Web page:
Apart from these players, there was also a strange clan of ten dancers from the National Troupe of Nigeria who found themselves into the beginning and end of the play. I am confused as to ascertaining whether their coming was as an apology for the length of the play for which the poor fee paying audience who were not circumspect enough had to cough out one thousand naira, or it was as an extended interpretation of the theme and concerns of the play.
Were it to be for the former, then the management of the theatre should know that had there been something of a full house on the days that the show held, there might have been a protest from a substantial number of the audience who felt swindled and ripped off. I actually overheard some members of the Lagos chapter of ANA wondering aloud after what was the curtain call at the end of one of the shows what just happened? They both agreed that they were yet to start understanding the play when it ended and actually joked about getting a refund. I could not agree with them more.
On the other hand, if the dancers had been in the show for the latter reason, then there is a strong need not only to question the quality of interpretation of the director but also to interrogate the process of evaluating directors for a National Troupe's job. In concept and execution, the opening and closing 'glee' were the greatest disservice to what might have passed as a worthwhile project. What could have been more damaging to the credibility of an intellectual effort than to see one of the dancers more devoted to the chewing gum in her mouth than the dance she was executing right there before the full glare of the audience.
If for any of the reasons of extending the duration of the play or exploring the thematic concern of the play, adding a dance or series of dances was necessary, there are more apt junctures in the play where dances that are interpretive of the mood and situation of the play could have been planted. What we had in this case was slovenly, lazy, unprofessional and unbecoming of a National Troupe of Nigeria's production.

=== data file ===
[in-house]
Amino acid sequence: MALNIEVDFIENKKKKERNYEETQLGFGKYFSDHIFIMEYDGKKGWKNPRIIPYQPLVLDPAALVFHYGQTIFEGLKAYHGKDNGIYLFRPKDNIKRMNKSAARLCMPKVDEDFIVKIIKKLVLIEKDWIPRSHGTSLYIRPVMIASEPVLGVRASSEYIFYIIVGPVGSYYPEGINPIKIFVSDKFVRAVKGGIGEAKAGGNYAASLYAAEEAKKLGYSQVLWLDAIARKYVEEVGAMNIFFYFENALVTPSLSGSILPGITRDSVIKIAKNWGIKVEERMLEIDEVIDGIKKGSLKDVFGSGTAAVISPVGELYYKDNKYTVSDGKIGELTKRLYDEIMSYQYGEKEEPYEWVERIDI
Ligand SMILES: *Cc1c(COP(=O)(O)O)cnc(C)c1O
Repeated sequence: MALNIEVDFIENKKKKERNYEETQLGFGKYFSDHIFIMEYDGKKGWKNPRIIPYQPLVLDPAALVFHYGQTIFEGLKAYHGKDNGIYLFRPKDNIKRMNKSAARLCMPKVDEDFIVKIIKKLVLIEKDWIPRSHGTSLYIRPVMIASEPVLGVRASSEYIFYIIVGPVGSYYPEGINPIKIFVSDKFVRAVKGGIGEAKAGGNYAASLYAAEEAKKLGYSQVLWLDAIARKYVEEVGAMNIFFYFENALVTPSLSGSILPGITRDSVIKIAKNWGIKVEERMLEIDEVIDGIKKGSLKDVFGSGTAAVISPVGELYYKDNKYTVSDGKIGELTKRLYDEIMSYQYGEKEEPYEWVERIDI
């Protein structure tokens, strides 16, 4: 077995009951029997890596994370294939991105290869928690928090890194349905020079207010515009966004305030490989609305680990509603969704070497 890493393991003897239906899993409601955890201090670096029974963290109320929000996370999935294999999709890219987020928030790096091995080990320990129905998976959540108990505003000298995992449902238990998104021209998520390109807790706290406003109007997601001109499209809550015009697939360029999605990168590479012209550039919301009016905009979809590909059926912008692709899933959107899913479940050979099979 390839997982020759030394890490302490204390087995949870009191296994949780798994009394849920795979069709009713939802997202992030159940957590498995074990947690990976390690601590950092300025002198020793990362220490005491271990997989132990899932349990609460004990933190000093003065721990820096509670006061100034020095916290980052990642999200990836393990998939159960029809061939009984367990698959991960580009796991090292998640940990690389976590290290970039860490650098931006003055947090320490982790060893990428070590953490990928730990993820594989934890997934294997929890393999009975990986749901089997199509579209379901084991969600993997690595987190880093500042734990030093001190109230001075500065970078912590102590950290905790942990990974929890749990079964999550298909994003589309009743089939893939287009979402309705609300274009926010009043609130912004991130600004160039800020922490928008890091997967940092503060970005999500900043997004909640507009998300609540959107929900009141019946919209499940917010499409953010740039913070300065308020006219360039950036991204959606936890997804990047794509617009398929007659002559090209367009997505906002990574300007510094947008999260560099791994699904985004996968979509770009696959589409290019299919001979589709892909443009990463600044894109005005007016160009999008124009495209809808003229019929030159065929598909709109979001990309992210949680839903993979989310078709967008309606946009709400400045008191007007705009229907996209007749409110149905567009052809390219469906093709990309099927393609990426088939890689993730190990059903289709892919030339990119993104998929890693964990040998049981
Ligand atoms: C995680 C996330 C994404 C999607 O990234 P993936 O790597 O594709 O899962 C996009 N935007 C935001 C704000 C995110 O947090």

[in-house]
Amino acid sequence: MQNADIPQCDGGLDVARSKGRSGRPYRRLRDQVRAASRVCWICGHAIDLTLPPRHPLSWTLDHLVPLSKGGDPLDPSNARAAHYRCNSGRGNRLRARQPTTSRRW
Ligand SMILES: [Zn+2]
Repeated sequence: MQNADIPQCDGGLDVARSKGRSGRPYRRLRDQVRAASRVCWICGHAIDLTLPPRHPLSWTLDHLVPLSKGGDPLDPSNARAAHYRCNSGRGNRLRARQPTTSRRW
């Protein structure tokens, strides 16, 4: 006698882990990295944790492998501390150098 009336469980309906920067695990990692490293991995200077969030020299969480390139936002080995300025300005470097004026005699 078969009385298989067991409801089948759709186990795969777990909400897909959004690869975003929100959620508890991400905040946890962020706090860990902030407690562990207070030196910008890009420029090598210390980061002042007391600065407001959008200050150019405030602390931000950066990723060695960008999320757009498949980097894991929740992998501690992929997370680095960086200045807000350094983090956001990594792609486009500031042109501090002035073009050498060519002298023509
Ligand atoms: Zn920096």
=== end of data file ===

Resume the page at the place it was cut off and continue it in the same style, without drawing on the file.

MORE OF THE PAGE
The secret challenge I nurse in me is to one day see a set or light designer tell the story of the play in colours of paints, shades of light, sound of music and poetic set design that complements and accentuates the intended meaning of both playwright and director in an artistic synthesis. I see most often, barely functional technical designs even when there are open invitations for expressive interpretations. Either for lack of material or metal requirements, technical designs of our plays hardly excites one these days. Sometimes where the set attempts to live up to expectation, the light scheme and or cues take on a life of their own and come on and go off at will.
Where the lighting scheme in The Swamp Dwellers might not be worth writing anywhere about, the set in its design was daring and commendable. Credit for the set is given to Simone Nick. She was able to create a piece of installation for the audience to behold. The set alone was enough reason for me to say that the first one thousand naira I spent on the ticket was not a loss and, on each of the other two times I went back, the prospect of seeing it again was an easy excuse to endure other shortcomings in the production.
Off the script, the play is in a dialogue with the aspiration and reality of the nation. It speaks of debauchery and religious bigotry. It speaks of treachery and loss of basic African family values. It speaks, most importantly to me of the need to realise that each different cultural, social and economic component of the Nigerian state would achieve more, if it concentrates less on its deficiencies and devotes more time into how to creatively align with the others in order to tap from them what it lacks and which others have in abundance. The play suggests a magical alignment between the arid desert and the flooded swamp. It warns of a need to let the past and its failings be, while we focus more on the fruits of the future. All these I see in the situations given life to by the characters of the beggar, Igwuezu, Kadiye and of course, Makuri and Alu.